Gains arising from the disposal of UK property are subject to CGT in the UK, even where the landlord lives in another country. The gain must be reported to HMRC and the tax paid within 60 days of the completion date, as described above. However, non-resident landlords must also report disposals where there is no tax to pay or a loss is incurred.
The value of all your possessions, including the home you live in and your buy-to-let properties, are all potentially subject to Inheritance Tax (IHT) on your death. However, the first £325,000 (“nil rate band”) is effectively exempt from IHT, and any unused nil rate band may be inherited by your spouse or civil partner. There is an additional residential nil rate band of £175,000 per person that can be deducted if you leave the value of a home to one or more of your direct descendants, but this is not available if the property has always been rented out. Any unused amount of this residential nil rate band is also transferrable to a spouse or civil partner.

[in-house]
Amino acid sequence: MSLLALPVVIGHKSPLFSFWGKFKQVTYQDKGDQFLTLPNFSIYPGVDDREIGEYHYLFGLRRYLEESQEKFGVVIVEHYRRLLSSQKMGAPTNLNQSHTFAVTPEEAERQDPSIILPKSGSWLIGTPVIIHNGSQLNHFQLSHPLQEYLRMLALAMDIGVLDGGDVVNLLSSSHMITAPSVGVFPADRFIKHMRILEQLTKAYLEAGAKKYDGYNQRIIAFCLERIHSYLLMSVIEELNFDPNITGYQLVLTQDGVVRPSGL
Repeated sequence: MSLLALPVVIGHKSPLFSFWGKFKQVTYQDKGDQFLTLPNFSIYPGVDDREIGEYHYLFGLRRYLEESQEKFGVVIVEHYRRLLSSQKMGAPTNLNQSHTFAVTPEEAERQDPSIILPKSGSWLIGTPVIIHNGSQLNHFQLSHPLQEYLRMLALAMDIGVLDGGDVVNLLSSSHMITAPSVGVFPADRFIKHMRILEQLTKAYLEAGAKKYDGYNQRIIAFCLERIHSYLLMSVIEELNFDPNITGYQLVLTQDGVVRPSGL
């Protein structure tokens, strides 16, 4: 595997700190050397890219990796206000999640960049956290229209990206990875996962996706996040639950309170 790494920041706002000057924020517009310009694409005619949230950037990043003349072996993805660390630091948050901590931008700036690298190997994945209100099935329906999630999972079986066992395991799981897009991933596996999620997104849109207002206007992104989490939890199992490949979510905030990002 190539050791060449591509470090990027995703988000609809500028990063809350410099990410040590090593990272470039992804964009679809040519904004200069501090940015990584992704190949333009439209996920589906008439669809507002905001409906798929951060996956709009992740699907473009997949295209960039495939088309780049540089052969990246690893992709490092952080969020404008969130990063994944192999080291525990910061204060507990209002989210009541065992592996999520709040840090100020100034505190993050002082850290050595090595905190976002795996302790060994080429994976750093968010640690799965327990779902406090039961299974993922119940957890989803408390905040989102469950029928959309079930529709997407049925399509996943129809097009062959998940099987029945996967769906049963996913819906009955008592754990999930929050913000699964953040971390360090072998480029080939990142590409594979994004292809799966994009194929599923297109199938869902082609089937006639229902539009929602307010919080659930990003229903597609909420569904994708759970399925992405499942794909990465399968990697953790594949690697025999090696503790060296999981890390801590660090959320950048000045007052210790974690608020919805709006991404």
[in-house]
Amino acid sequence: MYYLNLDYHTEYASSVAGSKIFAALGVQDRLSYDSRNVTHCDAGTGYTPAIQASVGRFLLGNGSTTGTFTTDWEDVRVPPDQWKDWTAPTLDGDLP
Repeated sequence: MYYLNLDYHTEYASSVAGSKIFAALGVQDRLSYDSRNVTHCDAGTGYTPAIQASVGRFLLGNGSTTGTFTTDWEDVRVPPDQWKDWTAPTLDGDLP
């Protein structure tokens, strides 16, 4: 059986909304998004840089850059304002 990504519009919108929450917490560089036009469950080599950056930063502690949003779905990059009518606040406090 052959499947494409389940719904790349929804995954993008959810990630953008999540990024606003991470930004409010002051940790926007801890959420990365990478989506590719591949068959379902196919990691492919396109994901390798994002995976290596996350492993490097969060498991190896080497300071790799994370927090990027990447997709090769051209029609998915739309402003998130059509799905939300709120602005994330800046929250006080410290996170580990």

There are exemptions for gifts made more than seven years before you die and amounts left to your spouse/civil partner or to charities.
It is essential to have a well-drafted and up-to-date Will to take full advantage of IHT exemptions and reliefs.
At RA Accountants we are experts in helping clients manage their property tax liabilities. We offer a complimentary, initial online consultation to discuss your personal circumstances and to see how we can help. Get in touch to book your appointment today.
This article is for guidance only and professional advice should be obtained before acting on any information contained in them.
No responsibility can be accepted for loss occasioned howsoever to any person as a result of action taken or refrained from as a result of reading.